Procedural fairness and equal protection were the core of Gideon’s reasoning for a right to counsel for indigent criminal defendants. Under the same constitutional values, there should be a right to legal assistance of counsel for indigent civil litigants, especially in adversarial proceedings. This Article outlines the constitutional basis for a civil right to counsel. Further, it stresses the need for legislation to address the massive shortfall in legal representation available to indigent persons in the United States. Recognition of civil Gideon as part of the Constitution’s promise of justice accommodates a moral revolution. It exemplifies a shift in consciousness, rippling beyond the scope of the law and encompassing interpersonal relations.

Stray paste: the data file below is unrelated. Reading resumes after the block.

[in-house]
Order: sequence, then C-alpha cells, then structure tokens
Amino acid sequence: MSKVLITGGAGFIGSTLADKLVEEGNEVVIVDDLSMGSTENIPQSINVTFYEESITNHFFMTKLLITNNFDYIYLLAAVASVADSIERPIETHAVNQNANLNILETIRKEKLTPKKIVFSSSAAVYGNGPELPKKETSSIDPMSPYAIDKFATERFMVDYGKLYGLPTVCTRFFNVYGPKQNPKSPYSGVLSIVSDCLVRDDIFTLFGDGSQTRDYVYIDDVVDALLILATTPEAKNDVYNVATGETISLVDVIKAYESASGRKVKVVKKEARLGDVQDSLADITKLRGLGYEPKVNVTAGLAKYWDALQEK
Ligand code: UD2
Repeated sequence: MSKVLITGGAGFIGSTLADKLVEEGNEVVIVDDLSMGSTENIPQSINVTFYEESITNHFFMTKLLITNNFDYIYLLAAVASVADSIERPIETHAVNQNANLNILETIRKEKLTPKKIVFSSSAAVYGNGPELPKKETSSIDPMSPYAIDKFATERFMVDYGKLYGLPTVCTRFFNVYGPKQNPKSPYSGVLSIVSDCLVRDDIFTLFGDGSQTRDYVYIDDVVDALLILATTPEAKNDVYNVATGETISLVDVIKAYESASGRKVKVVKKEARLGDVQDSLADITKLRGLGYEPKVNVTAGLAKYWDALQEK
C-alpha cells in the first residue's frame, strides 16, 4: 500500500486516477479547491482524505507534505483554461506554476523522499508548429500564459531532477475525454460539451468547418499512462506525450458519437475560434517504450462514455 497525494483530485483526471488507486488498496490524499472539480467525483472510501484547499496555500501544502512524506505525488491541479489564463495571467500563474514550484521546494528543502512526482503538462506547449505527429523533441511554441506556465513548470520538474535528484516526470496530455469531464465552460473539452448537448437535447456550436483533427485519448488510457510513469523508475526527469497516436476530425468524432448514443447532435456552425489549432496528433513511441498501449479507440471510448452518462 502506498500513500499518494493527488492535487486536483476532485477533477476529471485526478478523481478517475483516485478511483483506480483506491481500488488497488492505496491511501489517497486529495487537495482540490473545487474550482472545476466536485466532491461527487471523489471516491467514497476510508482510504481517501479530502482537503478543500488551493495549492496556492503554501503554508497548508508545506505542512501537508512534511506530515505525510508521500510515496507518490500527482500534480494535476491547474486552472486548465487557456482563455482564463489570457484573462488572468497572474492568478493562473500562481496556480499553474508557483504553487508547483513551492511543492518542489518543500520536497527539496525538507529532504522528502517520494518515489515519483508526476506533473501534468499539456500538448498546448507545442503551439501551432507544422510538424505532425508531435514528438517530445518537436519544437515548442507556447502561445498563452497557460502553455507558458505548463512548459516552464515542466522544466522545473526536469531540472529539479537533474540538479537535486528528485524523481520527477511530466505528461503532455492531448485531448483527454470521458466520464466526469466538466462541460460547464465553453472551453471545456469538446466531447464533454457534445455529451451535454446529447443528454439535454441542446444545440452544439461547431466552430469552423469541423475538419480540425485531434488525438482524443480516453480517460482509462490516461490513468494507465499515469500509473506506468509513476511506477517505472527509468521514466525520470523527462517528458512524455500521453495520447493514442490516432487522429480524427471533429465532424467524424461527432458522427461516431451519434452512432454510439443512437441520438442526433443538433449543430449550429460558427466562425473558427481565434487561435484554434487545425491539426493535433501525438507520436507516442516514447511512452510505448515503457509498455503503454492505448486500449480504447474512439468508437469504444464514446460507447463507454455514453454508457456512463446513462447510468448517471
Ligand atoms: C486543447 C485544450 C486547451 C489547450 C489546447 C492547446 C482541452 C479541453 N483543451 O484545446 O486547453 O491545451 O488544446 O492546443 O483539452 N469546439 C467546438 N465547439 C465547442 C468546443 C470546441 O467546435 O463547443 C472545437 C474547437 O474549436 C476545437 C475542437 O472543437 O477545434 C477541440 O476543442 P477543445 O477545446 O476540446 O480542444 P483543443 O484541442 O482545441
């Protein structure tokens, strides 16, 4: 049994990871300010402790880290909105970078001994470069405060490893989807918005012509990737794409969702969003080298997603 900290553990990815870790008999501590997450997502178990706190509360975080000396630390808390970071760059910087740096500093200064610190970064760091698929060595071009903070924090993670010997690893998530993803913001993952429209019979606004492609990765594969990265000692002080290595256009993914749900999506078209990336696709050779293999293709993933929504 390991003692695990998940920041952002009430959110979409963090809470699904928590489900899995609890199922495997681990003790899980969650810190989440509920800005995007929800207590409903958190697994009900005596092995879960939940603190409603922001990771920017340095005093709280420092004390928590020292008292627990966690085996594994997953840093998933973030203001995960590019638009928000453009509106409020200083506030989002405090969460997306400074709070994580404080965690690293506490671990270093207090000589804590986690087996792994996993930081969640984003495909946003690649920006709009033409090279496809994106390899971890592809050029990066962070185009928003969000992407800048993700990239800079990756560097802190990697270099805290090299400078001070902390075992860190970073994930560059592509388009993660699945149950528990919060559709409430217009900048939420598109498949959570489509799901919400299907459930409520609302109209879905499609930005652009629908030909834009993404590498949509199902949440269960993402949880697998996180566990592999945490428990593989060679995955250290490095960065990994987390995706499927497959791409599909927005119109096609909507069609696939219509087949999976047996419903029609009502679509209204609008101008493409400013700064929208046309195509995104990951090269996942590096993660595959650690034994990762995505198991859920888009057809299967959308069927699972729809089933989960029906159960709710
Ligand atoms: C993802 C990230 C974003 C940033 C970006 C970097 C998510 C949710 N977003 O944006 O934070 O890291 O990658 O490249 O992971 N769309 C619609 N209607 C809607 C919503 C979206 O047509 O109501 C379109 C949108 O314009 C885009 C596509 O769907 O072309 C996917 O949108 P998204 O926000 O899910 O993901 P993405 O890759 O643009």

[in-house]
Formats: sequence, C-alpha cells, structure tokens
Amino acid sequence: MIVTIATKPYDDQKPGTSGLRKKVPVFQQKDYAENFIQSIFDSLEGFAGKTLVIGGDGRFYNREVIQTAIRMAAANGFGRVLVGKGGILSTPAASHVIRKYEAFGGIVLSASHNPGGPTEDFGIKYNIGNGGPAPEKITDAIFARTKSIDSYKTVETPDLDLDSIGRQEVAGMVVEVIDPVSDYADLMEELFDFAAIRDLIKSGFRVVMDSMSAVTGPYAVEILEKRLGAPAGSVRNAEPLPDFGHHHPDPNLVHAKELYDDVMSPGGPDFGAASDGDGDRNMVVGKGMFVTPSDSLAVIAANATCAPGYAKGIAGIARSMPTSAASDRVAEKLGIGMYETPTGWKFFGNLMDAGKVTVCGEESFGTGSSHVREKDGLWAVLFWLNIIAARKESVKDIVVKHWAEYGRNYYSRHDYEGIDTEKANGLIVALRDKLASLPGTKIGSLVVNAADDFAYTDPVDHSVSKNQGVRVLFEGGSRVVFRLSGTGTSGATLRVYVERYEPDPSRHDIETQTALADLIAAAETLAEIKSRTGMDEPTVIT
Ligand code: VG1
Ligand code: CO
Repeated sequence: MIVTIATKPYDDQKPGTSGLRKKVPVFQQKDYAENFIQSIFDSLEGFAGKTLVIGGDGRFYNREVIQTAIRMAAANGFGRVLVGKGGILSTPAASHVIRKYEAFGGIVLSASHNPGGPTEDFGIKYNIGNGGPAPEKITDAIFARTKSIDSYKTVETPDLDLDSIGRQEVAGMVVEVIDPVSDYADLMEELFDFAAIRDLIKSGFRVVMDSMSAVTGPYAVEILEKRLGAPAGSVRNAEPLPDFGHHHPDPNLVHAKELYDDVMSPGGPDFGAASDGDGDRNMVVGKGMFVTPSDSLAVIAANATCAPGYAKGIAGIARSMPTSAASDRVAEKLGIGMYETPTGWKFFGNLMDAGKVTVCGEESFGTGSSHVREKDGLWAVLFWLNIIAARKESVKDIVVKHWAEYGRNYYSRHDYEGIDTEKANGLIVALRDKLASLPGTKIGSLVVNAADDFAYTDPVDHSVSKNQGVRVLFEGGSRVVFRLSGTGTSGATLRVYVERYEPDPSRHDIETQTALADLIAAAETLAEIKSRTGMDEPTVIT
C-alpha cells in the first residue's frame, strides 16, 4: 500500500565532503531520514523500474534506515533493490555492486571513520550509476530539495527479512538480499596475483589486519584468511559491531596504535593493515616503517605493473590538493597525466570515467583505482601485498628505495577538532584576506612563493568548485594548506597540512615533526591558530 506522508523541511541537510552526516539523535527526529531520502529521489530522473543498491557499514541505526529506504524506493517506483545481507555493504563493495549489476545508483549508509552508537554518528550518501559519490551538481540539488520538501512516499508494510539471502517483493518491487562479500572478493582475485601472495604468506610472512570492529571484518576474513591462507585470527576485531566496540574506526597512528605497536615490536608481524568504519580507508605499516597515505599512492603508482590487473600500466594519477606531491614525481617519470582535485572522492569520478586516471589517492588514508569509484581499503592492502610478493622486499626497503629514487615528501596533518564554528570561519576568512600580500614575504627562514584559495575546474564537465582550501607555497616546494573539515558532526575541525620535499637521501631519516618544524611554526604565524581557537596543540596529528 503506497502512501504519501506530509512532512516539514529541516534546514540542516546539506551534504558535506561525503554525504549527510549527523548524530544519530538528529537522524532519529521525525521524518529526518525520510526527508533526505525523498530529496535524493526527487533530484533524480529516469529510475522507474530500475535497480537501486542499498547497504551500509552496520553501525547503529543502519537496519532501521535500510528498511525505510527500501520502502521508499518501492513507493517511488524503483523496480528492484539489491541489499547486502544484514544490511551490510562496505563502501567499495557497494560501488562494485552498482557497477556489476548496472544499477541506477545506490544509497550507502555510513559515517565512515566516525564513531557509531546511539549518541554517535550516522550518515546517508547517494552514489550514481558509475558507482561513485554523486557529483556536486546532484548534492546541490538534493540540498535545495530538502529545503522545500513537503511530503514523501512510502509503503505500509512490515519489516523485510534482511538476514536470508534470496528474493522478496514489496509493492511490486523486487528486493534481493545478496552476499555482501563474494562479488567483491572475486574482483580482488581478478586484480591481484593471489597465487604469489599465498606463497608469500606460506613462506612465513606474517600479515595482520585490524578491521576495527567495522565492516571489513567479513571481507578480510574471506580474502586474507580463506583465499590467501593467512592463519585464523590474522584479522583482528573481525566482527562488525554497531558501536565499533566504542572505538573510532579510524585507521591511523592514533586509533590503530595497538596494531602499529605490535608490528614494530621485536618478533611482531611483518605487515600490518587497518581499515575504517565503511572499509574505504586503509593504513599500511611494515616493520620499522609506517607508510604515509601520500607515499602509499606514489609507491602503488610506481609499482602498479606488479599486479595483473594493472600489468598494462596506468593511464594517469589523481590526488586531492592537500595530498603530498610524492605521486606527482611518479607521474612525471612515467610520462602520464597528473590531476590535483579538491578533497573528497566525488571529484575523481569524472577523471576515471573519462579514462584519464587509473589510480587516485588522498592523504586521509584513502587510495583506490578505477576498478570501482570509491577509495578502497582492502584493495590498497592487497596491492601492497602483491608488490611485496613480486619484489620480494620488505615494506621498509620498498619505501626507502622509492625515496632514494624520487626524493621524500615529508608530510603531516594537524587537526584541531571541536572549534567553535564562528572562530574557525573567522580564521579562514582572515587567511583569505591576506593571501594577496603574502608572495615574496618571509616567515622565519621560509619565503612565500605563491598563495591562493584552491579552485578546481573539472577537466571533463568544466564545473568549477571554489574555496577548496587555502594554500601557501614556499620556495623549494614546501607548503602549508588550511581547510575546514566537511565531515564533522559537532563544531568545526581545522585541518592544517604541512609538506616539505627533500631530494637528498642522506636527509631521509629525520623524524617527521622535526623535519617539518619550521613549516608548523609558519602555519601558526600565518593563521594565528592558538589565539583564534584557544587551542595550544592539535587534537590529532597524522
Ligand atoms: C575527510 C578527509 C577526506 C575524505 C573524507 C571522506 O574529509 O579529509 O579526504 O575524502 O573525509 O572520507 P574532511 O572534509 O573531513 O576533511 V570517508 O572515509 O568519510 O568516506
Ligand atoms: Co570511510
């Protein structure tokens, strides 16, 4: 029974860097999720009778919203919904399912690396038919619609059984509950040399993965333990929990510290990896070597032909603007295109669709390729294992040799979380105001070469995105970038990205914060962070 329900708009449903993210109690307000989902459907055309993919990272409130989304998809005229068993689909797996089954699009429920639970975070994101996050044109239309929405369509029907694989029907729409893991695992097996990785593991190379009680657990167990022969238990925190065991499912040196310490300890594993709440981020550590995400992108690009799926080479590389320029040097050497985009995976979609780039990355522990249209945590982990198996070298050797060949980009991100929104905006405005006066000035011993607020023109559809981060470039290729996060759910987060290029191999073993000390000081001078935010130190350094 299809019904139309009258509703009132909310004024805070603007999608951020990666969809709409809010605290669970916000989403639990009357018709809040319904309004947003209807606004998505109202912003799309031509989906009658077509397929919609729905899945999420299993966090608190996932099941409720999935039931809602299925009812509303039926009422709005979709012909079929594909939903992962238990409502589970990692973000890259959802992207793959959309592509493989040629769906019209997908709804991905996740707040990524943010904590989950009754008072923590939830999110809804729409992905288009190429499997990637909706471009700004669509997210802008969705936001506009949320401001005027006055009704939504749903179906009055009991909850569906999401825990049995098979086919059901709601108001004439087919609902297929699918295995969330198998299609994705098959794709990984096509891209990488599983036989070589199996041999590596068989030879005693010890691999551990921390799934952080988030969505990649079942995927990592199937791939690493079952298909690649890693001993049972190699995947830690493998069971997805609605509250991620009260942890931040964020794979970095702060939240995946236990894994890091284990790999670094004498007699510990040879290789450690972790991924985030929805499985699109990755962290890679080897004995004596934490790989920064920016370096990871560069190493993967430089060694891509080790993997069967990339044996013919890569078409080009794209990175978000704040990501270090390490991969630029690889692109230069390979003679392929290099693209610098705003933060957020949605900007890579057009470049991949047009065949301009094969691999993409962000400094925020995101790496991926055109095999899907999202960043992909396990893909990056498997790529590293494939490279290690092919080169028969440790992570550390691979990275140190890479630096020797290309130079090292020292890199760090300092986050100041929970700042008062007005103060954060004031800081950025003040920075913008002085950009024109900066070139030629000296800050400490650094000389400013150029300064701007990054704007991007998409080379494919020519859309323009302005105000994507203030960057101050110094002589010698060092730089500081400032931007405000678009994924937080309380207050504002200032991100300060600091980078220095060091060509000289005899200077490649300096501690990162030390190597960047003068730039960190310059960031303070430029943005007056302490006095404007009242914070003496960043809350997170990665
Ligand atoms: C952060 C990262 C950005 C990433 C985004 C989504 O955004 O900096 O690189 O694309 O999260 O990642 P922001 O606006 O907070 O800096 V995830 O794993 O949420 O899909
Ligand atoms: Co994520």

Jonathan K. Stubbs, The Ripple Effects of Gideon: Recognizing the Human Right to Counsel in Civil Adversarial Proceedings, 49 Stetson L. Rev. 457 (2020).